Category Archives: Crime

Simply Messing Around in Books

The last week has been busy, so I have enjoyed some amusing and undemanding reading: a couple of new names and an old favourite. The new names couldn’t be more different in approach. One is set in a small English town in the 1950’s where some of the criminal activities involve sending money in the post to purchase dubious goods. The other takes place in modern Dublin and is firmly in the 21 st century with blogs, vlogs, Googling and mobile phones. The old favourite is P D James Devices and Desires and is as good now as it was thirty-three years ago when I first read it. Continue reading Simply Messing Around in Books

The Act of Roger Murgatroyd – Gilbert Adair

At this time of year, I find myself compiling long lists of aspirational reading (and the odd self-help book). I have twenty books on my list and another three I have started and put down. The recurring fear that I have permanently damaged my capacity to read by spending too much time on screens arises again. Was it only a few years ago when January was my month for reading a book a day? Perhaps it has something to do with the arrival of a highly entertaining grandson into our lives, so we spend more time playing, or perhaps it is the book fatigue that comes after a life spent lost in a book. Continue reading The Act of Roger Murgatroyd – Gilbert Adair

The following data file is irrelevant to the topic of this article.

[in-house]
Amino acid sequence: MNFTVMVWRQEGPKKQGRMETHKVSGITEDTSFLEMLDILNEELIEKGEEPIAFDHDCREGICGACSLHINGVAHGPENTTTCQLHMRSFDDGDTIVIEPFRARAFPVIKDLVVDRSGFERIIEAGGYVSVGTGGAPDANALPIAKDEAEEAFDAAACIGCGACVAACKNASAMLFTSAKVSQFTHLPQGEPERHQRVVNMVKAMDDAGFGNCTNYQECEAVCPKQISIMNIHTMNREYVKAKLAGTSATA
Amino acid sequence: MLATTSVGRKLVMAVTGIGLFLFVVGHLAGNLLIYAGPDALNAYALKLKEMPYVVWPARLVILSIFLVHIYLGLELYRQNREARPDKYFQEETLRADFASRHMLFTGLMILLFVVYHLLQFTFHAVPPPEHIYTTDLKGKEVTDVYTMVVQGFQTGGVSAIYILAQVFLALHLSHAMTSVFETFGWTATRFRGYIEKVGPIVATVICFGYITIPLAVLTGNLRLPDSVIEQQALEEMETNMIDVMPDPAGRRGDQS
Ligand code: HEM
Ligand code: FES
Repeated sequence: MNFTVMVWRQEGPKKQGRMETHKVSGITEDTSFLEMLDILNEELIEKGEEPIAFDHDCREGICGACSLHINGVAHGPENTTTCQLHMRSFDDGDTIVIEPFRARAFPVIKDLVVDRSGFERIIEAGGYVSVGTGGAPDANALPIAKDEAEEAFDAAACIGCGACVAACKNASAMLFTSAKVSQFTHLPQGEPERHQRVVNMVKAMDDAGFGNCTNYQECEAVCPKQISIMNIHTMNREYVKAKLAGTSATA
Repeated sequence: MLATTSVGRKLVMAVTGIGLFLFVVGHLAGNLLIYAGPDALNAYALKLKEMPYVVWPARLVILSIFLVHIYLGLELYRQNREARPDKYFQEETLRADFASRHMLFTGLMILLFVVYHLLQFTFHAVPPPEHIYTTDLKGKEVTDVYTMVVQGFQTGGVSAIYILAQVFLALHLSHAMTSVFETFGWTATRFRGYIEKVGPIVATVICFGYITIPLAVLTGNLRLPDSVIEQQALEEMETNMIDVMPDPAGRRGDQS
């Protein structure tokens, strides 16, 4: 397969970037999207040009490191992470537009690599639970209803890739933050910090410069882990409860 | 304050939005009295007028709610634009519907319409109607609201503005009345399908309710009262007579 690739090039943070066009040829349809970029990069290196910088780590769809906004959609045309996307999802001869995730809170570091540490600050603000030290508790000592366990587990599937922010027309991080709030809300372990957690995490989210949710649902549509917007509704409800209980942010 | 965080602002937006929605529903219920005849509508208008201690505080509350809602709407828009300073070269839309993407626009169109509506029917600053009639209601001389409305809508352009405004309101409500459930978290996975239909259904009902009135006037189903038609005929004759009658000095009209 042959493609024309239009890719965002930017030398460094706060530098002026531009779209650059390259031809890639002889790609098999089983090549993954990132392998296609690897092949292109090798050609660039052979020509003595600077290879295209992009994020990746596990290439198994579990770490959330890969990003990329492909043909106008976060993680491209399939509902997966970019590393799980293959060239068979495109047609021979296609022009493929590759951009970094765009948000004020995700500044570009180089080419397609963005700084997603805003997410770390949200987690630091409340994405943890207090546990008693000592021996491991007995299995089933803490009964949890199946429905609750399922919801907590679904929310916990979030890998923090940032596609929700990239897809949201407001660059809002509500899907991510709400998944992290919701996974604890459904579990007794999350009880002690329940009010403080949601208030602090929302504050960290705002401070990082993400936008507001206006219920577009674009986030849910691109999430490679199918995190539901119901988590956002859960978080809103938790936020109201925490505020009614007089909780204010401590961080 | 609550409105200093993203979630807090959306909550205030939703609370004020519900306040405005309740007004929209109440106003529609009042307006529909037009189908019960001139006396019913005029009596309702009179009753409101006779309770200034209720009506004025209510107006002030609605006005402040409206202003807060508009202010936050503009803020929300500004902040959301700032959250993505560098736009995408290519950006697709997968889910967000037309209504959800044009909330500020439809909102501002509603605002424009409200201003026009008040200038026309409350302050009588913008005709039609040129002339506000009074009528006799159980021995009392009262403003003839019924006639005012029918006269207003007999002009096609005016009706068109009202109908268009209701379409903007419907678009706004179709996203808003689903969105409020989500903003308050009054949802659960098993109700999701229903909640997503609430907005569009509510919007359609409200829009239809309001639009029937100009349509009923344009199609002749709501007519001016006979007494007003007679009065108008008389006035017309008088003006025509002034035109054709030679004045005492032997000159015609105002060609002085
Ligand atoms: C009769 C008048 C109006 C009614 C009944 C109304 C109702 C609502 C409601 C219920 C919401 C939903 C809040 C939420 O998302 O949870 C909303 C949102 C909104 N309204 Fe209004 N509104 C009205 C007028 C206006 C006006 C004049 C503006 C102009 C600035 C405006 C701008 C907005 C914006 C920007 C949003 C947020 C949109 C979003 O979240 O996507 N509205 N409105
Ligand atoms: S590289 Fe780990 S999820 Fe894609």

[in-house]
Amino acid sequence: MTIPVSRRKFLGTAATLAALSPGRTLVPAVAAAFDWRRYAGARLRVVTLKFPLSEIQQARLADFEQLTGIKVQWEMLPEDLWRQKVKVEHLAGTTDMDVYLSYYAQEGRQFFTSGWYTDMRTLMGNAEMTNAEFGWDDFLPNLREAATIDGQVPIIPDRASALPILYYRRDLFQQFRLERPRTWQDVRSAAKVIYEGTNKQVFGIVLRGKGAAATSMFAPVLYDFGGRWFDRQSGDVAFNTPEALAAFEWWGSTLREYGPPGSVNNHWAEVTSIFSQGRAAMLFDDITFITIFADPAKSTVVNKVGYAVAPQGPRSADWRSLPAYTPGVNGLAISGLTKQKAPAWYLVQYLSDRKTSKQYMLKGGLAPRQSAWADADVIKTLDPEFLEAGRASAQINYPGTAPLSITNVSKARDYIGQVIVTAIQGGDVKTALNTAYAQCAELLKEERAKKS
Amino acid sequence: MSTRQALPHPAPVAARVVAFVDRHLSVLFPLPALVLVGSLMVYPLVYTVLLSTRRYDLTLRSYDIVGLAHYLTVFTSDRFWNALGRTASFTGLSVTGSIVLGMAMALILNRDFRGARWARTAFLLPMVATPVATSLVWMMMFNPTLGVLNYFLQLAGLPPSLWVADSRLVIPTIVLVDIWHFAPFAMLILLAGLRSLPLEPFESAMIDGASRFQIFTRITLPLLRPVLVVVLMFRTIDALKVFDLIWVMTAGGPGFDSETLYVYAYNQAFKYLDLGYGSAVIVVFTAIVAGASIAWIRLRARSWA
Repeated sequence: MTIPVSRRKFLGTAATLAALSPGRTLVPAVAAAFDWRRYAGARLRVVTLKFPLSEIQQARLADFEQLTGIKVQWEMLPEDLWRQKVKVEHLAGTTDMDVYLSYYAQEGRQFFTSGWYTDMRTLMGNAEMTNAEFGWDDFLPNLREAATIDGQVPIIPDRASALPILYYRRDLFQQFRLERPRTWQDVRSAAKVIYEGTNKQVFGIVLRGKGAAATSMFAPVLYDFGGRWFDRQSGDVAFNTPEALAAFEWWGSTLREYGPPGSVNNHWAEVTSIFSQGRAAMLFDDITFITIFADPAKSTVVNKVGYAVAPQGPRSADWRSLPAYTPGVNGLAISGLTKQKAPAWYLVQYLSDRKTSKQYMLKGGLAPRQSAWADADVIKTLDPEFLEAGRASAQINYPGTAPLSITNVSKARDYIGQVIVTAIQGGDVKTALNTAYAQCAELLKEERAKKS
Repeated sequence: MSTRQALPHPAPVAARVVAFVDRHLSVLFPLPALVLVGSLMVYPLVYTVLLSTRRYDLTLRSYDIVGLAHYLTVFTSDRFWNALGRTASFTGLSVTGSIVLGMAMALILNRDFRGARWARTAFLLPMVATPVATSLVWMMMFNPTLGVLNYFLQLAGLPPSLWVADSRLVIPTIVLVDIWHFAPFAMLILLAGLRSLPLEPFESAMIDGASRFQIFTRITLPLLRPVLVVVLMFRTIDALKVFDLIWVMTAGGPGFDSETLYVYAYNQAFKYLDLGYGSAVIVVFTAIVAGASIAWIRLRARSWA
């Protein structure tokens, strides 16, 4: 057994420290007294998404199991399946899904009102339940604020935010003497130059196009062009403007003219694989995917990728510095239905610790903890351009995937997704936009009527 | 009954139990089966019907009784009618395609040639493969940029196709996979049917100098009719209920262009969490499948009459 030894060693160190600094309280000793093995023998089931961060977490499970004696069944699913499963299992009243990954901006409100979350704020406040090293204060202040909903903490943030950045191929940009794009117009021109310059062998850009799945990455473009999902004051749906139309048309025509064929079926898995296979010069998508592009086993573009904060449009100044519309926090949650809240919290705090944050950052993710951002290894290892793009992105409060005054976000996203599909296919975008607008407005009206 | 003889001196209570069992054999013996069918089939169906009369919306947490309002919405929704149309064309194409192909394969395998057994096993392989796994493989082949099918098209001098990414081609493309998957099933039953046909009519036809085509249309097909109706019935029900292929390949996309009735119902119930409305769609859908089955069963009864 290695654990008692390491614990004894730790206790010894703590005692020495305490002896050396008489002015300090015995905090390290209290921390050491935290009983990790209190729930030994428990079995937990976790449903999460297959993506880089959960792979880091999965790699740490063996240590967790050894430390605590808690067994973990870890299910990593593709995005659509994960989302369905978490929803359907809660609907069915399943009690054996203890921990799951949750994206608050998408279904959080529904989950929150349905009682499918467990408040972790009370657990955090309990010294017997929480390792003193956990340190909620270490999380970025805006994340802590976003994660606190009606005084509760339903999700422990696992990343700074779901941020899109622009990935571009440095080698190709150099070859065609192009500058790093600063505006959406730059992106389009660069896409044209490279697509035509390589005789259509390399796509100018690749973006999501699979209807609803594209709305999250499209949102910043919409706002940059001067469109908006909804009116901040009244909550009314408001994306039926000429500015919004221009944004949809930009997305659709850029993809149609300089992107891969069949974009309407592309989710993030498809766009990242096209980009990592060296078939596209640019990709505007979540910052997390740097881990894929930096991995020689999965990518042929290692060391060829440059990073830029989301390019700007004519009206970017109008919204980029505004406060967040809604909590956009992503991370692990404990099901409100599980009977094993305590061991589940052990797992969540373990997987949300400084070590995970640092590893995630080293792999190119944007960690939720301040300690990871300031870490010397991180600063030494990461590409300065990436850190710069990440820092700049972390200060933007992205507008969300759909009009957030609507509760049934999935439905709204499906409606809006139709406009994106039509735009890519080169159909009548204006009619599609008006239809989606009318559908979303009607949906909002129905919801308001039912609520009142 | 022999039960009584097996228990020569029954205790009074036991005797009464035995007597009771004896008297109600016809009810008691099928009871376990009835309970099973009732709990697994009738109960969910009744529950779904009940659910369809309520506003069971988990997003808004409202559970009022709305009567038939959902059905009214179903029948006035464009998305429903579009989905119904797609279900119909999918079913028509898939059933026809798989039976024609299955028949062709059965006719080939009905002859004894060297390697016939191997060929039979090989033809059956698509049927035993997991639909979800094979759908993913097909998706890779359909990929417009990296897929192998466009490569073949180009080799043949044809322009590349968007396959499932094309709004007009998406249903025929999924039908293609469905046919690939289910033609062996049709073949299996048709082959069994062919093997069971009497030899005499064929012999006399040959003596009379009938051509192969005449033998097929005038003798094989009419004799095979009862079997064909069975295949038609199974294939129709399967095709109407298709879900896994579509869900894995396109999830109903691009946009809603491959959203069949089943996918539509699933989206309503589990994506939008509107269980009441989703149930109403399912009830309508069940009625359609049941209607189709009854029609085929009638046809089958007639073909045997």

Simon Brett – English Crime

This week I have taken a break from literary reading and dived into the world of crime via the writing of Simon Brett. In case you’ve never heard of him you will be reassured to know he has first class degree in English from Oxford and has worked as a TV producer and writer for the BBC. He wrote sitcoms like After Henry and Smelling of Roses. He has written plays for stage and radio and has even written a four-part radio series about a middle-aged Nigel Molesworth. (I’d love to hear this one.) Continue reading Simon Brett – English Crime

Sarah Thornton – Lapse



Clem stood gripping the railing, blue-and-white Cats scarf wrapped tight around her neck and beanie pulled low. Four exhausted bodies sat crumpled behind her on the interchange bench, eighteen more on the field, each of the bewildered, demoralised. The Jeridgalee Eels had built a steady lead over the first three quarters and were running away with it in the last, a four-goal margin ballooning to seven. p 52 Continue reading Sarah Thornton – Lapse